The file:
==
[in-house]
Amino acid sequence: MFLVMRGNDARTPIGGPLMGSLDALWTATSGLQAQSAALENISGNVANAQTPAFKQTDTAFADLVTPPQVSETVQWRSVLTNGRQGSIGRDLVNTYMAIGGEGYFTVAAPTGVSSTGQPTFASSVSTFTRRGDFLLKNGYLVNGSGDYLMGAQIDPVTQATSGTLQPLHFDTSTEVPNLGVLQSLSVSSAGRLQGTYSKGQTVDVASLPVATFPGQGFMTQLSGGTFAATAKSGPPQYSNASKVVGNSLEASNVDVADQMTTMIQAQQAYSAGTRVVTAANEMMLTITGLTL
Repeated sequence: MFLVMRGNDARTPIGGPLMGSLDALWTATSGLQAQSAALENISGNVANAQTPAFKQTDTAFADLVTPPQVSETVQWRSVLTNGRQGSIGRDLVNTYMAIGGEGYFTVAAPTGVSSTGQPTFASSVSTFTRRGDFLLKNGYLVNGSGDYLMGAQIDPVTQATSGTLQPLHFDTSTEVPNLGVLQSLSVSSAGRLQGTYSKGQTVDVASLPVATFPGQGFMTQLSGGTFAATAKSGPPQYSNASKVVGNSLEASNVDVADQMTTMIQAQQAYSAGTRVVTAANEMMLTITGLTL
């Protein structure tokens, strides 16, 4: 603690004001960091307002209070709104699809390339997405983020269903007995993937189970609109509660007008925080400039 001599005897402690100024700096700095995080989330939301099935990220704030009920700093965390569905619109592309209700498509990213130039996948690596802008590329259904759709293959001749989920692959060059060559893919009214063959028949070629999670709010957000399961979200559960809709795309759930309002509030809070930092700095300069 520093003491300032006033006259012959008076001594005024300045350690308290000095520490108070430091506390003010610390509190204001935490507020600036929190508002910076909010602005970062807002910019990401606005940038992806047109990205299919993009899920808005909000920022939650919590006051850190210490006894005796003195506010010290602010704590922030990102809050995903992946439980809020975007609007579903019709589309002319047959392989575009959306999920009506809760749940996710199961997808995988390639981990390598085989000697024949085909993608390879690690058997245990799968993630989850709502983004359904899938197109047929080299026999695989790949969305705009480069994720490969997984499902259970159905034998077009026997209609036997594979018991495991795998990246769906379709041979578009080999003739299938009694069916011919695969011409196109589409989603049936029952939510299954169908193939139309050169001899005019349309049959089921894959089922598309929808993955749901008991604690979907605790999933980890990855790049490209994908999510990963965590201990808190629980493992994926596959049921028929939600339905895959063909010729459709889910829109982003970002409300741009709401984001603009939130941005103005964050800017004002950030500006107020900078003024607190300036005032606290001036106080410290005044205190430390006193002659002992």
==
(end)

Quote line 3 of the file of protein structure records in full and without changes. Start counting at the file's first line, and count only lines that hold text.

Repeated sequence: MFLVMRGNDARTPIGGPLMGSLDALWTATSGLQAQSAALENISGNVANAQTPAFKQTDTAFADLVTPPQVSETVQWRSVLTNGRQGSIGRDLVNTYMAIGGEGYFTVAAPTGVSSTGQPTFASSVSTFTRRGDFLLKNGYLVNGSGDYLMGAQIDPVTQATSGTLQPLHFDTSTEVPNLGVLQSLSVSSAGRLQGTYSKGQTVDVASLPVATFPGQGFMTQLSGGTFAATAKSGPPQYSNASKVVGNSLEASNVDVADQMTTMIQAQQAYSAGTRVVTAANEMMLTITGLTL